Rating

A-

Specific Ratings

GameplayA-
GraphicsA
Learning CurveB+
Replay ValueC-
SoundA

Pros and Cons

Pros
  • Great story
  • Captures the look of the film, while updating it in a logical way
  • Interesting computer-lingo-based weapons management system
Cons
  • Enemies' aim seems a little too good at times in single player mode
  • Light cycles levels get repetitive and/or too difficult
  • Seemingly non-existent multiplayer community

Tron 2.0 (PC)

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Summary

A movie classic returns in the form of a FPS sequel.

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Description

Tron 2.0 is a plot-driven FPS sequel to the 1982 Disney film Tron. It was developed by Monolith, who gave us the No One Lives Forever games.

Plot: Tron 2.0 picks up 20 years or so after the end of the film. Alan Bradley (voiced by original actor Bruce Boxleitner) has spent the last 20 years trying to recreate the circumstances that put Flynn inside the computer in the film. Unfortunately, he hasn't been paying enough attention to either his business or his son, Jet.

Bradley's business is now under the control of people who would like to use the digitization process for their own ends. Now you, playing Jet, must enter the computer world to fight off their plans of global domination.

Along the way, you'll see many of the familiar sights and sounds of the Tron world, as well as some new faces and locales. In addition to the familiar red goon guards from the film, there's a new threat to the computer world in the form of virus-ridden programs that will try to infect you and the guard programs.

Game Play: Tron 2.0 is mostly a first-person shooter (FPS). You wander around a 3D world, using mouse and the usual WASD keyboard combos.

Your main weapon however, will be the famed Tron disc. This gives a different feel than most gun-based shooters. The disc can be thrown, used as a shield, or used as a melee weapon. If thrown, the disc bounces off walls and other objects before returning, or it can be commanded to return in mid-flight if you've totally missed and it will never hit anything.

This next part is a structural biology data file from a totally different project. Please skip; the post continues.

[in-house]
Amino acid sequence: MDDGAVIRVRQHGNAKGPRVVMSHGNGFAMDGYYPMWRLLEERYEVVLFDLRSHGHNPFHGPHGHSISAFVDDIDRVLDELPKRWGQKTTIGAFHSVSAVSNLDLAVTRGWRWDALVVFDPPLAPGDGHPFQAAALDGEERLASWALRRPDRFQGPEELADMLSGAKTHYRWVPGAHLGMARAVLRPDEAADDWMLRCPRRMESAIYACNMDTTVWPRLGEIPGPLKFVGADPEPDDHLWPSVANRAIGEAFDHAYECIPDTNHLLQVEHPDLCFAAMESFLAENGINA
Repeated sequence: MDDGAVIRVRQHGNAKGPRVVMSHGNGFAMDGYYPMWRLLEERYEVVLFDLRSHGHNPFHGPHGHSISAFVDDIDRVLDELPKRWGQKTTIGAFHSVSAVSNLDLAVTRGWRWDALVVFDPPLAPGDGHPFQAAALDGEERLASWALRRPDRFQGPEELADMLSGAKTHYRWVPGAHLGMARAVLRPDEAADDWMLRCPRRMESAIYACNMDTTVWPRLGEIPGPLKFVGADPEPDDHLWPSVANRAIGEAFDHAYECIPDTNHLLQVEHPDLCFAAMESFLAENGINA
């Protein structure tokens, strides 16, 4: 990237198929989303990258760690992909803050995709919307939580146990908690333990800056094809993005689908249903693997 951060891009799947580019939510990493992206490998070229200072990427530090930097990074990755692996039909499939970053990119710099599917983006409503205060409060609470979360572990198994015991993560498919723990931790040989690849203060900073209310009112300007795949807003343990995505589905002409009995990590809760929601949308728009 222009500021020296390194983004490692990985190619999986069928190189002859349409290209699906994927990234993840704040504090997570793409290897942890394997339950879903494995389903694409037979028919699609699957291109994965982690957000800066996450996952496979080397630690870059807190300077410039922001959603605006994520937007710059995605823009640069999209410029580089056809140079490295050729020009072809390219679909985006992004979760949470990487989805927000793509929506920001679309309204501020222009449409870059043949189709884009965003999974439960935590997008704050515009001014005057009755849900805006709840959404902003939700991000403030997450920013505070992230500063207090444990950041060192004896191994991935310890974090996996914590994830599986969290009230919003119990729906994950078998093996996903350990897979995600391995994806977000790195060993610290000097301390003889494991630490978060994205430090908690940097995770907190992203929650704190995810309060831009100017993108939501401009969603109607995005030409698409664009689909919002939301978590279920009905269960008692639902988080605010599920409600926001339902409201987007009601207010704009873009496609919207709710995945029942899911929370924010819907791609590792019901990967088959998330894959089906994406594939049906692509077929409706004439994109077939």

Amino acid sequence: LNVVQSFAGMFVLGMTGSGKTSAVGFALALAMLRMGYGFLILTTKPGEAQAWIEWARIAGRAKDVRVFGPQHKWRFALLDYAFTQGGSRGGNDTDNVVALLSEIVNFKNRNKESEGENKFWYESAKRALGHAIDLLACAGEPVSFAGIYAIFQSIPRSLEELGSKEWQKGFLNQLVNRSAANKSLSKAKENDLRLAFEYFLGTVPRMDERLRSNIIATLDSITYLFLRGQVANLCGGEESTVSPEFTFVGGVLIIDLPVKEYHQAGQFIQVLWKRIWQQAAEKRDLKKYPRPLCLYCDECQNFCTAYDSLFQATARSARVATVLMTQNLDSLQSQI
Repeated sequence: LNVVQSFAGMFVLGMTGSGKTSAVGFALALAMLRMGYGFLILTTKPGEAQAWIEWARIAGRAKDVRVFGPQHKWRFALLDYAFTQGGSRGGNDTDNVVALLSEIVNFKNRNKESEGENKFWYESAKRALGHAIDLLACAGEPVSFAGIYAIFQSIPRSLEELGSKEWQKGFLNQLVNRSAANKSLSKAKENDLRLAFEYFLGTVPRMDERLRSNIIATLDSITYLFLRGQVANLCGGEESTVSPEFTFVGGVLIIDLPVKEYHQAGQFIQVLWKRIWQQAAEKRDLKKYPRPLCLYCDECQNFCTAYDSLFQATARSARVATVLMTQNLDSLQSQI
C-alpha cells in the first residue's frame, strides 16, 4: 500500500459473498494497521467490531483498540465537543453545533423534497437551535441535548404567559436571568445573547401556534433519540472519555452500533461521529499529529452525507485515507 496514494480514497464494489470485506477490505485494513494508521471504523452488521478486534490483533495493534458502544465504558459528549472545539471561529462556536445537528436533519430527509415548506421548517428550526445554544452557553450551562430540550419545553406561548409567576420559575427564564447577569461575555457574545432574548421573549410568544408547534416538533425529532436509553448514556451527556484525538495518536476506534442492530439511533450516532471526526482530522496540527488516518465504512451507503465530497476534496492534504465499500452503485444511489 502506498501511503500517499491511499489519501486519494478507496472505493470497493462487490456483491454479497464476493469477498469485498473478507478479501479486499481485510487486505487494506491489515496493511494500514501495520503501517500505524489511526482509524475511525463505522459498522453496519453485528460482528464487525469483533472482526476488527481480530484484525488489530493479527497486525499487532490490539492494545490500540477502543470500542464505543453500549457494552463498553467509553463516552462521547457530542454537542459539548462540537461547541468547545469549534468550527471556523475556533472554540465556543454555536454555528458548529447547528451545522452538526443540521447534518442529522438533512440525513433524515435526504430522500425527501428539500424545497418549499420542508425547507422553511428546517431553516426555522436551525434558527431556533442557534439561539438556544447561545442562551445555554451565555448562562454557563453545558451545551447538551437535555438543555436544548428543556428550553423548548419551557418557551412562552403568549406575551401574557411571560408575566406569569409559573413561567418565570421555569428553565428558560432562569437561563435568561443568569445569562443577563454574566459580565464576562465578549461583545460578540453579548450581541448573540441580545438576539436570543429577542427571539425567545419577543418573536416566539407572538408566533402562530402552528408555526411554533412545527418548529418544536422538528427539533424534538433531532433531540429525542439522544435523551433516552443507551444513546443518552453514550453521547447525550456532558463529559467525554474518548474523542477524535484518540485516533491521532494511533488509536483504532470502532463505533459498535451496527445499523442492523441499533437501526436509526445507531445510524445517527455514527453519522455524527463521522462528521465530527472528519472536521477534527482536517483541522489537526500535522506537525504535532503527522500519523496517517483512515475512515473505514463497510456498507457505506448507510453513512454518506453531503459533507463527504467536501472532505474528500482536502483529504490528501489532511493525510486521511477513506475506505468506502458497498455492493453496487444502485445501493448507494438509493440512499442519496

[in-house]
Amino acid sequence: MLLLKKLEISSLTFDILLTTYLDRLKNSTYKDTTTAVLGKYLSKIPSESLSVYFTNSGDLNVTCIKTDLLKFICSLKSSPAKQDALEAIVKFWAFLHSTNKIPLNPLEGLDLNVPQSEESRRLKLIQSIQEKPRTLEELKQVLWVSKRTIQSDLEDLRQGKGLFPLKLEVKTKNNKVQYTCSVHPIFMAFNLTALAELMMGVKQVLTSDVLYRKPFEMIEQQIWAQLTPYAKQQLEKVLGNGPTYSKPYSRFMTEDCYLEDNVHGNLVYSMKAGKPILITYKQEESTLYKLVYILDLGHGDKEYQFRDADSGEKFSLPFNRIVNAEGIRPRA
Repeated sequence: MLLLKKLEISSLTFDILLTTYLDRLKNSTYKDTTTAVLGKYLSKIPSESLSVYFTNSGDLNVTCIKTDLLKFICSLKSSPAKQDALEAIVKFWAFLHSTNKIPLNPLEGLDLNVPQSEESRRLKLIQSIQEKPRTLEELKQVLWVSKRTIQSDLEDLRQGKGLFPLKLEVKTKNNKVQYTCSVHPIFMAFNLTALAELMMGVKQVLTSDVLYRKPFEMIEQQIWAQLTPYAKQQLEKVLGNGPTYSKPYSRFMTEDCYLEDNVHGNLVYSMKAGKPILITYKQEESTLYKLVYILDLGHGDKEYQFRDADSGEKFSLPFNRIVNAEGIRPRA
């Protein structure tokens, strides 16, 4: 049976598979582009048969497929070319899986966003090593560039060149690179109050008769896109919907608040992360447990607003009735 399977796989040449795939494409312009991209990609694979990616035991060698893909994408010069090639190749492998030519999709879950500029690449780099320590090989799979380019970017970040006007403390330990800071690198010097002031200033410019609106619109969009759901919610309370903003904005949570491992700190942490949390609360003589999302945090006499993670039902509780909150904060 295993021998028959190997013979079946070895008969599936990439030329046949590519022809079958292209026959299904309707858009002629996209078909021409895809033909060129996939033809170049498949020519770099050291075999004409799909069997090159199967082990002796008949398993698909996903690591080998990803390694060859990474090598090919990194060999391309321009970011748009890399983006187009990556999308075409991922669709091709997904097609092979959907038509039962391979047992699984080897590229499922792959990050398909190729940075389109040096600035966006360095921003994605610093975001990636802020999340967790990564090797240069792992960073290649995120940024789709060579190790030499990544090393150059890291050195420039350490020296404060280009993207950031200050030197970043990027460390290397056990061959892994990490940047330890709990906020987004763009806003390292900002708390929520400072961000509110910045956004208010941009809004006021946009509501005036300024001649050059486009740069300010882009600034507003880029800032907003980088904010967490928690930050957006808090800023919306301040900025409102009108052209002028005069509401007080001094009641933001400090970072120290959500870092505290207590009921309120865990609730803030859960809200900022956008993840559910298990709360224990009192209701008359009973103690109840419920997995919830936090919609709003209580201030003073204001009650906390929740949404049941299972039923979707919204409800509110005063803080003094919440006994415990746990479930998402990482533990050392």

The use of the disc tends to give a much different feel to the game play. It's similar to the way that the Jedi Knight games were changed when you got to use the lightsaber.

The FPS game also introduces a unique method for handling upgrades. During the game, your character collects programs which are "stored" on the disc. Unfortunately, you have limited "RAM" to run these programs, so you need to continually reconfigure which "programs" are running. This resource management is a nice way to make you pick and choose which power-ups and weapons you have at your disposal at any given time.

The other major game mode is driving light cycles. The light cycles are used at several points during the single player FPS game. You'll also meet Mercury, a new character who is a cycle champ. She'll help you out at several points early in the game, especially on the cycle levels.

The light cycle game can also be played in a single or multiplayer combat mode, for its own sake. I found this mode to be repetitive after a while though. Also, the computer players are simply too good, and the controls and camera angles make it too difficult to accurately drive the cycle. The little people inside the computer might have reflexes firing at the speed of light, but most people don't. This tends to make the light cycles levels neat to see, but frustrating to play.

The FPS game also can be played multiplayer. However, the few times I tried to do this, I could find not one other person playing the game on-line. It would seem that people stuck with BF1942, Quake, or CounterStrike for their on-line needs.

Graphics: Graphically, Monolith has done a great job in recreating the look of the film. All of the technology and characters closely resemble what was shown in 1982. This might make it sound more simplistic than it is though. Basically, everything is painted with glowing neon effects, but there are more subtle details placed on surfaces to make the computer world feel more complete, and less like a vector graphics maze.

Sound: Every object, weapon, and footstep has a distinct sound in Tron 2.0. While some of these (notably the disc weapon and the light cycles) are taken more or less intact from the movie, the overall effect pulls you into the idea of being inside a computer. It probably does more to further the idea than the graphics do, in fact.

Replayability: I didn't see any reason to replay this. The game is very plot-driven in single player mode. As stated above, there was very little multiplayer activity, and the solo light cycle game got boring.

Conclusion: I enjoyed playing Tron 2.0. As of several months after the game's release, the price has dropped quite a bit, making it well worth the money for the amount of game play and fun to be had. (Of course, you could always trade for it. smiley:::smile) The problems with the light cycles are limited enough to be overlooked, leaving a good solid FPS to be had.

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